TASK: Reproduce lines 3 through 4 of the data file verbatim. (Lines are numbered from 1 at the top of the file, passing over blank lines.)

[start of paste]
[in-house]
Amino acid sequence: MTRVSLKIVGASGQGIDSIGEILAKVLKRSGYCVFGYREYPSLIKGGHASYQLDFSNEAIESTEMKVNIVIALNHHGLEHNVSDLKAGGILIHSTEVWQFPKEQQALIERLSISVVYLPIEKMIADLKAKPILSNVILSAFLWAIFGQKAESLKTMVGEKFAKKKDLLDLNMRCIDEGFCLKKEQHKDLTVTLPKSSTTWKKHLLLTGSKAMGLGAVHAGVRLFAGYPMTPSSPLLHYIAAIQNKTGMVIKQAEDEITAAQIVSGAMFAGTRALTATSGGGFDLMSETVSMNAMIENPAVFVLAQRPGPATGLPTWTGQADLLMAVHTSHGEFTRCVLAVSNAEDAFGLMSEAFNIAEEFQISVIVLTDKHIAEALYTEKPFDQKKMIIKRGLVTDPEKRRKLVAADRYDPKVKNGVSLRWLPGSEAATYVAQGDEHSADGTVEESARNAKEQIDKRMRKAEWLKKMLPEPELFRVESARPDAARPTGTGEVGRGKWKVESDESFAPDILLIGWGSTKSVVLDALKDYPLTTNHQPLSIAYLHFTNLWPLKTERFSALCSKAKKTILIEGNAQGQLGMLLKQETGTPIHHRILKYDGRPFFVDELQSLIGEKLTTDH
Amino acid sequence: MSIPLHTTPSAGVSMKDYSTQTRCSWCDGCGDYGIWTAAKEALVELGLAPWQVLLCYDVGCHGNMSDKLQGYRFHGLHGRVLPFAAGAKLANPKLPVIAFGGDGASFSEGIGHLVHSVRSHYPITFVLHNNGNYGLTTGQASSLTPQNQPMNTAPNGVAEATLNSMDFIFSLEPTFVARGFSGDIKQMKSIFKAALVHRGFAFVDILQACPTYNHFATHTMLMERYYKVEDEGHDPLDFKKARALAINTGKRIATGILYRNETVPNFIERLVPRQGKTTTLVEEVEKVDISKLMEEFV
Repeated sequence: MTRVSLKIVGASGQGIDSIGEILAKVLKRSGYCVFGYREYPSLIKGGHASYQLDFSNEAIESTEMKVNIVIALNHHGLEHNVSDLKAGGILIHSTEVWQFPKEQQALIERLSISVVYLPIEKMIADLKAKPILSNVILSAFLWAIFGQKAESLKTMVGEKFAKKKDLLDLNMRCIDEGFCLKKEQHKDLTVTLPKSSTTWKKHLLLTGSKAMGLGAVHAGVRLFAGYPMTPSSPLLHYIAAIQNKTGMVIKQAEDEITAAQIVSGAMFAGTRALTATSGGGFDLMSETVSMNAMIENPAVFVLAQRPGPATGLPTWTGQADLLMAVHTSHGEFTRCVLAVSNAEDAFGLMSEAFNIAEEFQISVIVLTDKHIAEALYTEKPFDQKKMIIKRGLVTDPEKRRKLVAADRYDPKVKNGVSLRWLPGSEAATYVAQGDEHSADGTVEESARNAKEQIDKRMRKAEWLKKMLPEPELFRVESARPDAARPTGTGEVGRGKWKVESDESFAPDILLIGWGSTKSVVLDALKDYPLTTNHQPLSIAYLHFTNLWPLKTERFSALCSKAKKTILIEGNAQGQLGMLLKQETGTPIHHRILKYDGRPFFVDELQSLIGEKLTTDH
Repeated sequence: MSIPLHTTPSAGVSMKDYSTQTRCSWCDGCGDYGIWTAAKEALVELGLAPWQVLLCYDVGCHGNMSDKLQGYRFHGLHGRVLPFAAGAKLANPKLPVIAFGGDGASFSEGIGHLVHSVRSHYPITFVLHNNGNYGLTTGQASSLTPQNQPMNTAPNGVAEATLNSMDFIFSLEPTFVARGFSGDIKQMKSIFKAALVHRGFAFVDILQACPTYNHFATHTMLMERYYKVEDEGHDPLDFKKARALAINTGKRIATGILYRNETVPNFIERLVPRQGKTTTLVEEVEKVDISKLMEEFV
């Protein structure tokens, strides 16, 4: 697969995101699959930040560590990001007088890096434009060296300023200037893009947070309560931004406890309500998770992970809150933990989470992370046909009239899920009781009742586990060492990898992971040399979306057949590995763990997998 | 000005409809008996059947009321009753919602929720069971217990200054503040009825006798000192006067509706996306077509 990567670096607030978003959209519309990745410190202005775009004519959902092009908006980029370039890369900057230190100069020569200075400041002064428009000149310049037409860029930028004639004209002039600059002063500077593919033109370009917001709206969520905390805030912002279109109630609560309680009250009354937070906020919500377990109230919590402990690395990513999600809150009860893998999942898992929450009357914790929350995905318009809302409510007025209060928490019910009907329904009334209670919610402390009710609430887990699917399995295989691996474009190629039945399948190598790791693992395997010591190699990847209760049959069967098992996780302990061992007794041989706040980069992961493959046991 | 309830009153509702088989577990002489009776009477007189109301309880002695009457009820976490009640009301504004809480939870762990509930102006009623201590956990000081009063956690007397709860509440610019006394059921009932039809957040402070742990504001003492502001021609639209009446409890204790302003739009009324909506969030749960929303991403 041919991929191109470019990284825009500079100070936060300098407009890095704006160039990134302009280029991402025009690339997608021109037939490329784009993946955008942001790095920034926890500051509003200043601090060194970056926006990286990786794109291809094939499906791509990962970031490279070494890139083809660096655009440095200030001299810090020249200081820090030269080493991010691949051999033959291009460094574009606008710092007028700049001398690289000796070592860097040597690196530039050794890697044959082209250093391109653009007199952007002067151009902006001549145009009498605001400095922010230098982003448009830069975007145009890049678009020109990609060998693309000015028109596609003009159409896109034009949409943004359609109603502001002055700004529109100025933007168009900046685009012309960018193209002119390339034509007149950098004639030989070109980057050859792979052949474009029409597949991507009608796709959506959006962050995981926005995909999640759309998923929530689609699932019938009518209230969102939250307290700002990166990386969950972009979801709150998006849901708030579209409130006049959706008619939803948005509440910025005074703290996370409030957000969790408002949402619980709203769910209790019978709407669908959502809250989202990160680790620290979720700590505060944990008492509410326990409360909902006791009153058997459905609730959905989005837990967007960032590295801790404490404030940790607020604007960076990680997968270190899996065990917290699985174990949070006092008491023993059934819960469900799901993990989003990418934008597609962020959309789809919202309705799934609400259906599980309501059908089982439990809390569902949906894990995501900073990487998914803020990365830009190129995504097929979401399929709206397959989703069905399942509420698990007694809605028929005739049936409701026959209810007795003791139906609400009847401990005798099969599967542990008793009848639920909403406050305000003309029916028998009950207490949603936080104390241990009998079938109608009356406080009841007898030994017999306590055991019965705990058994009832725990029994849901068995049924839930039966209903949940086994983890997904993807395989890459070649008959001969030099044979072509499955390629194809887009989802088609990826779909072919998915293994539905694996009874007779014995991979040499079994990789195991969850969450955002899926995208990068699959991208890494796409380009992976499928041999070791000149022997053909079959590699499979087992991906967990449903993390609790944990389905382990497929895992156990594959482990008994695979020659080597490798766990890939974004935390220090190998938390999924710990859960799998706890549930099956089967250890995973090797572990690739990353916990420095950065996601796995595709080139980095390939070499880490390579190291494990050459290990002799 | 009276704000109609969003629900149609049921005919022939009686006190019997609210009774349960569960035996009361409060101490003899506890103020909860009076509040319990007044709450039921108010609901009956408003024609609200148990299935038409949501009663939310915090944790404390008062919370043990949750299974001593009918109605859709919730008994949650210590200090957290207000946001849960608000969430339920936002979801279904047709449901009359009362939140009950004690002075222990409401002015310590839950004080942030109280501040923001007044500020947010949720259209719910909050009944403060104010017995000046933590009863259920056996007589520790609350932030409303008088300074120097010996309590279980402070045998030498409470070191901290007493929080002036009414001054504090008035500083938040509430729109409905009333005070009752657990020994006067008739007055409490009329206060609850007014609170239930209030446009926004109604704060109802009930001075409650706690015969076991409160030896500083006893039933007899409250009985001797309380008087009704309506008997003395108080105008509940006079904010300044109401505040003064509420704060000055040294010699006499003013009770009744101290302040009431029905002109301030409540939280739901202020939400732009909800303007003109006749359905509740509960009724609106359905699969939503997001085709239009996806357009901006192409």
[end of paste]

Amino acid sequence: MSIPLHTTPSAGVSMKDYSTQTRCSWCDGCGDYGIWTAAKEALVELGLAPWQVLLCYDVGCHGNMSDKLQGYRFHGLHGRVLPFAAGAKLANPKLPVIAFGGDGASFSEGIGHLVHSVRSHYPITFVLHNNGNYGLTTGQASSLTPQNQPMNTAPNGVAEATLNSMDFIFSLEPTFVARGFSGDIKQMKSIFKAALVHRGFAFVDILQACPTYNHFATHTMLMERYYKVEDEGHDPLDFKKARALAINTGKRIATGILYRNETVPNFIERLVPRQGKTTTLVEEVEKVDISKLMEEFV
Repeated sequence: MTRVSLKIVGASGQGIDSIGEILAKVLKRSGYCVFGYREYPSLIKGGHASYQLDFSNEAIESTEMKVNIVIALNHHGLEHNVSDLKAGGILIHSTEVWQFPKEQQALIERLSISVVYLPIEKMIADLKAKPILSNVILSAFLWAIFGQKAESLKTMVGEKFAKKKDLLDLNMRCIDEGFCLKKEQHKDLTVTLPKSSTTWKKHLLLTGSKAMGLGAVHAGVRLFAGYPMTPSSPLLHYIAAIQNKTGMVIKQAEDEITAAQIVSGAMFAGTRALTATSGGGFDLMSETVSMNAMIENPAVFVLAQRPGPATGLPTWTGQADLLMAVHTSHGEFTRCVLAVSNAEDAFGLMSEAFNIAEEFQISVIVLTDKHIAEALYTEKPFDQKKMIIKRGLVTDPEKRRKLVAADRYDPKVKNGVSLRWLPGSEAATYVAQGDEHSADGTVEESARNAKEQIDKRMRKAEWLKKMLPEPELFRVESARPDAARPTGTGEVGRGKWKVESDESFAPDILLIGWGSTKSVVLDALKDYPLTTNHQPLSIAYLHFTNLWPLKTERFSALCSKAKKTILIEGNAQGQLGMLLKQETGTPIHHRILKYDGRPFFVDELQSLIGEKLTTDH